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Nick Cunningham

Nick Cunningham

Nick Cunningham is an independent journalist, covering oil and gas, energy and environmental policy, and international politics. He is based in Portland, Oregon. 

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Oil Sands Still Face Pipeline Problems

In recognition that its campaign is heading for near certain failure, TransCanada hopes to delay the review process of its proposed Keystone XL pipeline until the next administration.

TransCanada sent a letter to Secretary of State John Kerry asking for a “pause” in the review process. The letter is a last ditch effort on behalf of the company to save the project, presumably hoping for a Republican in the White House in 2017.

Environmental groups hailed the move as a win, but want U.S. President Barack Obama to administer a coup de grace by rejecting the pipeline outright. They may just get the total victory they are seeking. The Washington Post reports that the administration is preparing a rejection, citing anonymous sources familiar with the process. And on November 2, White House Press Secretary Josh Earnest alluded to the fact that TransCanada won’t get its wish to punt on the project until the next president. “[O]ur expectation at this point…is that the president will make a decision before the end of his administration on the Keystone pipeline, but when exactly that will be I don’t know at this point,” he said. Related: What The Oil And Gas Industry Is Not Telling Investors

Even if rejected, TransCanada could always reapply under the next administration. But even under the most optimistic scenario, the project remains years away from operation (TransCanada estimates it will take 2.5 years to construct the pipeline after it receives necessary permits).

In the meantime, what will TransCanada and Canada’s oil industry do?

Maybe the failure of Keystone XL is not a big deal, given the fact that U.S. oil imports from Canada have increased in recent years even without Keystone XL. Tens of thousands of barrels per day of oil is imported by rail from Canada. As pipeline projects stalled, more rail links have been constructed. That has allowed oil imports from Canada to rise. Related: Putin Is Taking A Big Risk With China Gas Deals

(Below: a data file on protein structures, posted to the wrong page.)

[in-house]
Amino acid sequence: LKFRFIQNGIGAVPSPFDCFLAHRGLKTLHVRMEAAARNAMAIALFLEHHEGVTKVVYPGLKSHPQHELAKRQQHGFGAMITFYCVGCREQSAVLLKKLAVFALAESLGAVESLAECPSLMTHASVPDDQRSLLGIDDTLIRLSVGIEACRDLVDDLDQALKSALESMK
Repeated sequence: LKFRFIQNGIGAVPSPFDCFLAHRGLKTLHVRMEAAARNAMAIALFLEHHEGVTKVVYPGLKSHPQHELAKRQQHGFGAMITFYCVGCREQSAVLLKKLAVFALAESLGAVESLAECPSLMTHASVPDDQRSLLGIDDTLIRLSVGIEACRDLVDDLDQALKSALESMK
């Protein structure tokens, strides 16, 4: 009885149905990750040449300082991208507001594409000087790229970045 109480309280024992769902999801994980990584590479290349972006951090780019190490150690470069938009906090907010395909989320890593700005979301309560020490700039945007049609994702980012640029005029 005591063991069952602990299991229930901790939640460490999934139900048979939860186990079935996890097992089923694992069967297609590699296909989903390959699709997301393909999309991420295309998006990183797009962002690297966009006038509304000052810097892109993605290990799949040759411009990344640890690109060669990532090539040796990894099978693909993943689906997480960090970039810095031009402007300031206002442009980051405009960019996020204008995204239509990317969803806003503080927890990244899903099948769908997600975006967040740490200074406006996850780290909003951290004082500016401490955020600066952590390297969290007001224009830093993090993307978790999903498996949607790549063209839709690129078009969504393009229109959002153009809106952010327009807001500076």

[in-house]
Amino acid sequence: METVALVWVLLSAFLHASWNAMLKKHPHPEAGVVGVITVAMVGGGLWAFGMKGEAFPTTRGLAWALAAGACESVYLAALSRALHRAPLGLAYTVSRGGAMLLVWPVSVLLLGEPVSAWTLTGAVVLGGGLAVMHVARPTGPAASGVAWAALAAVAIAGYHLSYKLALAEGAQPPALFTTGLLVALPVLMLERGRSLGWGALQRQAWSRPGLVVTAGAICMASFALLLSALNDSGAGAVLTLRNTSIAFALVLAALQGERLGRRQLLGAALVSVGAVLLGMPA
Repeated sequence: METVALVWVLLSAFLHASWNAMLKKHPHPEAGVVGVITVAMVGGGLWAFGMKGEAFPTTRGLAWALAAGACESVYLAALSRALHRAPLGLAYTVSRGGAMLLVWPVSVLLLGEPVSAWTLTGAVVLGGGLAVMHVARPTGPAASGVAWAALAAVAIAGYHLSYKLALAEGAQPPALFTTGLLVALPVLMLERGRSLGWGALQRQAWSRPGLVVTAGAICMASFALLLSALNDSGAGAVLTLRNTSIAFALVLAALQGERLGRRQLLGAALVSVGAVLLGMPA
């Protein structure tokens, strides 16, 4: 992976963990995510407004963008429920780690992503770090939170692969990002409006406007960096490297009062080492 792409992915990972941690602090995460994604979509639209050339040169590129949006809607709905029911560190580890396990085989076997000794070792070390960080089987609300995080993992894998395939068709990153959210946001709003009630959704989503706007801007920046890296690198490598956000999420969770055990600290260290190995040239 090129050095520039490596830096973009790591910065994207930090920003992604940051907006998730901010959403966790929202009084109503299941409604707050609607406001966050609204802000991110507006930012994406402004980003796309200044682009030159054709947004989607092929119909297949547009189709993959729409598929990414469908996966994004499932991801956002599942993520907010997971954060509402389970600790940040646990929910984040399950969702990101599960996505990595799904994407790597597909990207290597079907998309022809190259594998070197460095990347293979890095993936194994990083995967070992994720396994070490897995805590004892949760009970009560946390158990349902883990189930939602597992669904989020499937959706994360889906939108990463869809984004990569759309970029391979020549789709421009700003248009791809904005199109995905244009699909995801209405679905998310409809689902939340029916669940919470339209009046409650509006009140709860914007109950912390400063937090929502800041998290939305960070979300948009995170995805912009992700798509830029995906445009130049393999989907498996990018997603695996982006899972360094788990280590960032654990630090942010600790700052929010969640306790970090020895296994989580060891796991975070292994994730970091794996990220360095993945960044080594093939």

But the level of rail imports is rather small, and is obviously not a permanent solution. Rail costs a lot more than pipelines, and won’t be able to handle hundreds of thousands, or the millions of barrels per day in additional oil that the producers in Alberta have in store. The Canadian Association of Petroleum Producers (CAPP) predicts that Canada will be able to increase oil production from 3.7 million barrels per day in 2014 to 5.3 million barrels per day in 2030. That will obviously require a huge build out in pipeline capacity. Rail won’t be the answer. CAPP predicts that 450,000 to 950,000 barrels per day of pipeline capacity will need to be added by 2020 alone.

Thus the focus on Keystone XL. But alternatives to Keystone aren’t looking good either. TransCanada addressed these options when it reported third quarter earnings on November 3. Earnings dropped by 12 percent, but the company sounded confident about the prospect of its $12 billion Energy East pipeline – a project that will carry 1.1 million barrels of Alberta oil sands per day to Eastern Canada for refining and export.

But Energy East has also been bogged down by environmental opposition. TransCanada ran into a roadblock for the planned crude export terminal in Quebec along the St. Lawrence River, which would allow for Alberta oil to be exported abroad. The terminal threatened beluga whales, and as a result, TransCanada shelved the proposed site earlier this year. The decision will delay the project by two years, pushing back completion to 2020 if it does not receive further hiccups. In the earnings call on November 3, TransCanada’s executives said that the new site will be announced “shortly.” Related: Major Oil And Gas M&A News That Has Yet To Make The Headlines

CEO Russ Girling said the company was still on track to meet its 2020 target for the completion of Energy East, but also admitted that the price tag for the project could rise given the incoming Liberal government’s promise to overhaul the process for approving major energy projects, which could include more stringent standards. “No question, these things cost more money going forward but at the end of the day, if the result is a safer, more reliable set of infrastructure then that makes sense for us,” Girling said.

The new Canadian government may not be the rubber stamp for pipeline projects that the Harper government was, but a Liberal Party source told Reuters that TransCanada will get the greenlight if it passes a robust environmental review.

Higher costs for the pipeline, if it does move forward, will be passed onto oil producers in Alberta, who are desperate for an exit route. The shortage of pipelines is already having an effect. Shell just backed out of its Carmon Creek project, an 80,000 barrel-per-day oil sands site, citing the dearth of pipeline capacity.

However, as evidenced by the misfortunes of TransCanada, the pipeline problem will linger for a while longer.

By Nick Cunningham of Oilprice.com

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  • Robert G. Holmes on November 05 2015 said:
    The most direct pipeline route from Tar Sands to tidewater, is via Hudson's Bay.

    This alternative is less problematic with respect to environmental and political factors.

    Why is it that feasibility is not being considered?

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